The transfer of the natural history collections from Bloomsbury to South Kensington began in July 1880 with the Mineralogy Department. The keepers of the individual Museum departments were responsible for moving their own department's collections. They quickly discovered problems as they tried fitting their old display-cases into Waterhouse's new building. Owen's 'index museum' also became a point of contention during the set-up of the new museum. Waterhouse had built six bays along each side of the central hall for Owen's museum, but opposition from several keepers prevented Owen from a realization of his 'museum within a museum'. Regardless of these difficulties, the Museum's doors were opened to the public in 1881 and the move from Bloomsbury to South Kensington was completed by 1883.
The museum building in South Kensington, the product of over 12 years of design and construction, bears traces of Owen's early sketches, Fowkes winning design, and Waterhouse's own ideas. Owen's sketches included a sprawling single-floor building with top-lit galleries, and a central lecture theatre, reflecting his opinion that a museum was a place for both scholarly research and public education. Fowke's design resembled an enormous cathedral to science, reflecting the philosophy of natural theology: the glory of God revealed through the wonders of nature. He created a Victorian-style Italian-Renaissance building, with round-arched windows and highly detailed columns and ornament.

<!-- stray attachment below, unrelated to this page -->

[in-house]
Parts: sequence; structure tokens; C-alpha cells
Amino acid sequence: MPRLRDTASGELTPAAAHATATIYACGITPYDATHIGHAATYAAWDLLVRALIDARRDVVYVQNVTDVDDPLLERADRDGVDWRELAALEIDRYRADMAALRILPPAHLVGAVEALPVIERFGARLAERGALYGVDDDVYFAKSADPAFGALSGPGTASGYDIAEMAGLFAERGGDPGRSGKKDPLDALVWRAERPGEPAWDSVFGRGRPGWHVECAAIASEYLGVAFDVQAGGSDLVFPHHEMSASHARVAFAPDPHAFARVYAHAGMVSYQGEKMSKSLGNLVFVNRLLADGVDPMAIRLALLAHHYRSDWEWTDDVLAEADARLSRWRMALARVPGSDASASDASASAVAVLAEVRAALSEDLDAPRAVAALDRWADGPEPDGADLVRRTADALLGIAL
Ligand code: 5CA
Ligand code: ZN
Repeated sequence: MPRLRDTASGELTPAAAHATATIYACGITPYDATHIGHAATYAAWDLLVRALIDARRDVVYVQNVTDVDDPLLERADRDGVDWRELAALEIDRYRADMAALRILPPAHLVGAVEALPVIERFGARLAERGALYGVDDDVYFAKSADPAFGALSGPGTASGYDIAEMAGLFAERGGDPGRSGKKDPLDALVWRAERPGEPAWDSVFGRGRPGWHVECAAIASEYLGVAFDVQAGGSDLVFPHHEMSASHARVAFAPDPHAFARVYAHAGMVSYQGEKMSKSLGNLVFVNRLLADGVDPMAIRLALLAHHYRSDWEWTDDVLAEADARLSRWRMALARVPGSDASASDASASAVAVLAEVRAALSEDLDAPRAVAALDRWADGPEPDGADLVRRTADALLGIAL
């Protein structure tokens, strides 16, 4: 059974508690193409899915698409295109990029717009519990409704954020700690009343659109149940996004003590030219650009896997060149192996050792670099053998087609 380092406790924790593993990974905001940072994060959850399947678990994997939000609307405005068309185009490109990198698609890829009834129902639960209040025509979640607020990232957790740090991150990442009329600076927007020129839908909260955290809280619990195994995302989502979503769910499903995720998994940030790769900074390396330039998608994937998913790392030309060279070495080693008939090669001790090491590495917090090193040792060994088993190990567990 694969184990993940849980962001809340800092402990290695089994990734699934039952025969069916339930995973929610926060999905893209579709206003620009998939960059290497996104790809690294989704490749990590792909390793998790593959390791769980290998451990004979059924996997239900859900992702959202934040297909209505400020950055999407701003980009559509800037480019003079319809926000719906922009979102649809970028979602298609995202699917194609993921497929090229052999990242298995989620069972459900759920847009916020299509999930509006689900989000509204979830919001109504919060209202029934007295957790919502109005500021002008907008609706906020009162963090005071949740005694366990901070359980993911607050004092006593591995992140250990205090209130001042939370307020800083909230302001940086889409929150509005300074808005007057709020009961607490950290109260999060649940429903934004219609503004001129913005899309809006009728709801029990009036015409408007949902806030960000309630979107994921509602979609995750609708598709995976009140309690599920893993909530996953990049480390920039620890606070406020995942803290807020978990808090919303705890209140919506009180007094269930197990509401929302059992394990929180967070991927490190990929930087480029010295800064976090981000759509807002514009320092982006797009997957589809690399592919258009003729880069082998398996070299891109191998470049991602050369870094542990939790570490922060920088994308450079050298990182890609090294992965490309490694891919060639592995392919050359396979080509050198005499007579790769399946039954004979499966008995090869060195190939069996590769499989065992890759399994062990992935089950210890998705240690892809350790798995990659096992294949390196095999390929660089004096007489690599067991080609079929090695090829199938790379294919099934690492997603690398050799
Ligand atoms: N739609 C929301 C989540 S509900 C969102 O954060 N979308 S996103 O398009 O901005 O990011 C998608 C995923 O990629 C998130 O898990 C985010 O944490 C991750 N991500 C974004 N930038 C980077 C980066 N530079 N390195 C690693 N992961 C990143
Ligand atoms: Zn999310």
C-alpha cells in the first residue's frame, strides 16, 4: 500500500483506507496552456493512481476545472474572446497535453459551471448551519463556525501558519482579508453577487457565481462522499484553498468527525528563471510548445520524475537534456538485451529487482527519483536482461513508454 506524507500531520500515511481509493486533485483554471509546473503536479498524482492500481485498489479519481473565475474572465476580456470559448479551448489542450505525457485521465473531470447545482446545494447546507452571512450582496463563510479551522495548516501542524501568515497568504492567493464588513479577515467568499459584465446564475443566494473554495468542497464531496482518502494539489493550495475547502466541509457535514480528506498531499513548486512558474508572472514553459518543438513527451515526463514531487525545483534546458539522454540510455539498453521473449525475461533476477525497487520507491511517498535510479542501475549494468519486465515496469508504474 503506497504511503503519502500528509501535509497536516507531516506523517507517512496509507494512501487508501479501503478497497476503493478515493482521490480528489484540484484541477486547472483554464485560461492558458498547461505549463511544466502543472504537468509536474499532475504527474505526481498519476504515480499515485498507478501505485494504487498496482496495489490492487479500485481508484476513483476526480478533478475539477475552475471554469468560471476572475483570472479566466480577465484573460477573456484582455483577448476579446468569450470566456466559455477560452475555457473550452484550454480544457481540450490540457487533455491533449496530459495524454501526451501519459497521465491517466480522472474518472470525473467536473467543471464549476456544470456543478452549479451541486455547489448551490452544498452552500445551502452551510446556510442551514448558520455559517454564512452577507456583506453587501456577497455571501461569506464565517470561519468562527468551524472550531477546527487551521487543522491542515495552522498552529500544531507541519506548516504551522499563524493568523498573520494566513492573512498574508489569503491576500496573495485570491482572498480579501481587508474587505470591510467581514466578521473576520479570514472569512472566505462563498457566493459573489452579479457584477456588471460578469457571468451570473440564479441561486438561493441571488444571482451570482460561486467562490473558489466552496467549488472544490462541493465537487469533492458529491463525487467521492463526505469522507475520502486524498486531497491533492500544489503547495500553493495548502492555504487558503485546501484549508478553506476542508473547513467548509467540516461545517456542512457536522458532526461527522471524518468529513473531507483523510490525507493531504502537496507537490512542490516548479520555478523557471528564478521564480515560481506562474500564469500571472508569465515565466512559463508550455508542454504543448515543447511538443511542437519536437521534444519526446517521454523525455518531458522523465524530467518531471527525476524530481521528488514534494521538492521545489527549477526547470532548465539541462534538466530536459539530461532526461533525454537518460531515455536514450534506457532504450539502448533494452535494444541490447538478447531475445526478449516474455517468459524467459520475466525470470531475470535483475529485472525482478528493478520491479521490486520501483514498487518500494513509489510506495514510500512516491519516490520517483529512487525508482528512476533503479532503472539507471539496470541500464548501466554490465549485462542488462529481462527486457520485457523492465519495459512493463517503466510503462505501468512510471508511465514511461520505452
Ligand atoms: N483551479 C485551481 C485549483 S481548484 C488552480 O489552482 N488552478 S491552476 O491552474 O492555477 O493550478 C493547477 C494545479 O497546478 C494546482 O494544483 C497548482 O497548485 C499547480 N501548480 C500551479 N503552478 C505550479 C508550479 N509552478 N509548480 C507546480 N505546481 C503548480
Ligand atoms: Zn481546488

Waterhouse made many practical changes to Fowke's design, enhancing the lighting in the galleries and toning down the cathedral-dome of the central hall. Most strikingly, he changed the style of the building from Fowke's Renaissance to German Romanesque. The exquisitely detailed ornamentation of the Romanesque style allowed Waterhouse to decorate the Museum with figures of animals and plants symbolic of the building's function as a museum of natural history. In addition, Waterhouse decided to face the entire building with terracotta.